22 “The time came when the beggar died and the angels carried him to Abraham’s side. The rich man also died and was buried. 23 In Hades, where he was in torment, he looked up and saw Abraham far away, with Lazarus by his side. 24 So he called to him, ‘Father Abraham, have pity on me and send Lazarus to dip the tip of his finger in water and cool my tongue, because I am in agony in this fire.’
25 “But Abraham replied, ‘Son, remember that in your lifetime you received your good things, while Lazarus received bad things, but now he is comforted here and you are in agony. 26 And besides all this, between us and you a great chasm has been set in place, so that those who want to go from here to you cannot, nor can anyone cross over from there to us.’
27 “He answered, ‘Then I beg you, father, send Lazarus to my family,28 for I have five brothers. Let him warn them, so that they will not also come to this place of torment.’
29 “Abraham replied, ‘They have Moses and the Prophets; let them listen to them.’
30 “‘No, father Abraham,’ he said, ‘but if someone from the dead goes to them, they will repent.’
31 “He said to him, ‘If they do not listen to Moses and the Prophets, they will not be convinced even if someone rises from the dead.’”
His sermon is worth a listen, but some of what he gets at is that first of all this is not a story necessarily about hell. It’s a story about money. Just a few verses before Jesus had given his oft-quoted statement on money: “No one can serve two masters. Either you will hate the one and love the other, or you will be devoted to the one and despise the other. You cannot serve both God and money.” The passage then adds: “The Pharisees, who loved money, heard all this and were sneering at Jesus. 15 He said to them, ‘You are the ones who justify yourselves in the eyes of others, but God knows your hearts. What people value highly is detestable in God’s sight.’ “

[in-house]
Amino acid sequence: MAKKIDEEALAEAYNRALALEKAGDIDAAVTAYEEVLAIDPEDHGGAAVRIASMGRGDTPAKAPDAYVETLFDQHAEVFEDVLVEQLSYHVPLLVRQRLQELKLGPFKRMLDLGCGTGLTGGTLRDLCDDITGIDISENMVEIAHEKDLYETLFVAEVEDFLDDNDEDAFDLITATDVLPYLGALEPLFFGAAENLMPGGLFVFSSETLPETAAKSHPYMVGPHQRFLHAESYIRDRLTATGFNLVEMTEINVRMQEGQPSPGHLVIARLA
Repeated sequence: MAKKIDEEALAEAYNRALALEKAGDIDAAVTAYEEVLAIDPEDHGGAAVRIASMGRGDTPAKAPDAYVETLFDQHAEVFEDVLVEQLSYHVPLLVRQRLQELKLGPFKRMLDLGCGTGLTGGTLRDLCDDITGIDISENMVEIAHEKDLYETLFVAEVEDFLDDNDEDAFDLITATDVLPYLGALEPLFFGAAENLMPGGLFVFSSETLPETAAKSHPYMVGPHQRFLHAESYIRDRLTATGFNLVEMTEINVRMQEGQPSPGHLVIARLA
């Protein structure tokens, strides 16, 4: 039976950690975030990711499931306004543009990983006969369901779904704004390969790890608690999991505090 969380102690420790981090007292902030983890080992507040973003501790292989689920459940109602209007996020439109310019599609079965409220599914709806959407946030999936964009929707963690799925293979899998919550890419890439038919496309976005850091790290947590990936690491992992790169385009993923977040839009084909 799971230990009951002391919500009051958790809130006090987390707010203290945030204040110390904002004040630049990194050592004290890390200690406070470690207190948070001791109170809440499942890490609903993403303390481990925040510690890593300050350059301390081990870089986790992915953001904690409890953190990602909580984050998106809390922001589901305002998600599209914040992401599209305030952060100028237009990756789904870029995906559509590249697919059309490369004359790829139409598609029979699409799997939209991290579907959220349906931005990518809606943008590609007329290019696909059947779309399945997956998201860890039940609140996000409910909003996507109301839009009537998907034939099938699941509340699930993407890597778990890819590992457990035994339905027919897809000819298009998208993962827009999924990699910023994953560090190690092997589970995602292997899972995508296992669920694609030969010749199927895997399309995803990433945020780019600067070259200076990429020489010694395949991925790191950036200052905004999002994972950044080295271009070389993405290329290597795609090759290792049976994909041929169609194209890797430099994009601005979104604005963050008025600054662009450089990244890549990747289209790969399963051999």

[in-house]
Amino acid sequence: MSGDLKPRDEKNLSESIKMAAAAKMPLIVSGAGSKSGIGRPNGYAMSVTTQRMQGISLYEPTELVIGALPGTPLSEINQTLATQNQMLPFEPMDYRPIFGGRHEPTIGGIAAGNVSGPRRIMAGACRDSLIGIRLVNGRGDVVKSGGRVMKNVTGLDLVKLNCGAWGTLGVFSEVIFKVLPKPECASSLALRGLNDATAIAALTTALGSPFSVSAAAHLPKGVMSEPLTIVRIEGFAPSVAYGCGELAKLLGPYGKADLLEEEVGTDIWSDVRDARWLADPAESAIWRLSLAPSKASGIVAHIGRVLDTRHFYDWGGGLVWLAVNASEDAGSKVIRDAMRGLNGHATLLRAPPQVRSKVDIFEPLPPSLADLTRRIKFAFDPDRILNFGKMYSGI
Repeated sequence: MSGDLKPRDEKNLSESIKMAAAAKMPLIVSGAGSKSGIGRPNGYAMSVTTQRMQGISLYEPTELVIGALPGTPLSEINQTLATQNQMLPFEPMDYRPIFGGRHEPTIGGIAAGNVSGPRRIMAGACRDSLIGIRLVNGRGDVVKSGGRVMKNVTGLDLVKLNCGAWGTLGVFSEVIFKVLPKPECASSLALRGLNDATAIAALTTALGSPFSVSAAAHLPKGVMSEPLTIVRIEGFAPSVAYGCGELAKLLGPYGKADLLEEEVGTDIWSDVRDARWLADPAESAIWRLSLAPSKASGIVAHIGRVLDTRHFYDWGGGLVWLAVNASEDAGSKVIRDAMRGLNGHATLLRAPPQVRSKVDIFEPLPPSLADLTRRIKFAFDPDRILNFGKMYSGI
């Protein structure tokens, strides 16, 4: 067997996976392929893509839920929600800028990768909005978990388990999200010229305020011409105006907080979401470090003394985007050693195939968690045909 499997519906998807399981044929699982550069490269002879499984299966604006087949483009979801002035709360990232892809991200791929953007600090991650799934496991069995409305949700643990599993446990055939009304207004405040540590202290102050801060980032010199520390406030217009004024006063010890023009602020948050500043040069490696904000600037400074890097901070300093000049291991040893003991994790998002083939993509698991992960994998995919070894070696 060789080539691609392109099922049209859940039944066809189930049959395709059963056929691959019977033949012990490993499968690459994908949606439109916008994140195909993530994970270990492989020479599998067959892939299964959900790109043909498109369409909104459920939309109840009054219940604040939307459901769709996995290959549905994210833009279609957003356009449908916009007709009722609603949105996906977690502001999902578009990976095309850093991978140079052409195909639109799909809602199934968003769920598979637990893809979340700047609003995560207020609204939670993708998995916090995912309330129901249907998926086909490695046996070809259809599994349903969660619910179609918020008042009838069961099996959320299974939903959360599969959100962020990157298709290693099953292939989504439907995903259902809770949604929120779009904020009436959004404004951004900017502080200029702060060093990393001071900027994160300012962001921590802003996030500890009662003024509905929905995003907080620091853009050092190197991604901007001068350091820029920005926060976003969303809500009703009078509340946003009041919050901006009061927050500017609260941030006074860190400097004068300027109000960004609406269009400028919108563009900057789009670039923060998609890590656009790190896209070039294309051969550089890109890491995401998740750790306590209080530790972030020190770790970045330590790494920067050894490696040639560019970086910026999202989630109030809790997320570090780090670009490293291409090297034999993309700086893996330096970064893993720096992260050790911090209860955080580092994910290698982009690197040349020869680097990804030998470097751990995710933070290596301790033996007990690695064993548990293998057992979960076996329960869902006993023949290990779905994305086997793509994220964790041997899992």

In a culture where health and wealth were regarded as rewards from God and conversely sickness and poverty were seen as judgment, Michael says Jesus preached the coming of a kingdom that was radically different. He says: “In a place were God is king, no one gets to lie in the filth with untreated sores, hungry. That doesn’t happen in God’s kingdom. Jesus is saying, ‘You don’t understand; the wealth you were given, it’s meant to help that guy; it’s meant to bless this person who’s having a terrible time and needs someone to aid him’.” Thus Jesus was preaching something radically different from the accepted practice of the day, though this should not have been the case, as way back in Genesis 12, speaking to Abram, God had made clear that God’s people were “blessed to be a blessing:”
“I will make you into a great nation,
and I will bless you;
I will make your name great,
and you will be a blessing.[a]
3 I will bless those who bless you,
and whoever curses you I will curse;
and all peoples on earth
will be blessed through you.”
Somehow the message hadn’t stuck; so Jesus uses this story from Luke to make the point. Michael adds, “This person (the nameless rich man, whom the Pharisees and teachers of the law are meant to identify with) is justifying their lifestyle, justifying their lack of action, lack of help for this person with their religious beliefs. Nothing makes Jesus more angry than the people who are in charge of religion saying that not only do I not acknowledge this (poor) person, but I have no obligation to help them.”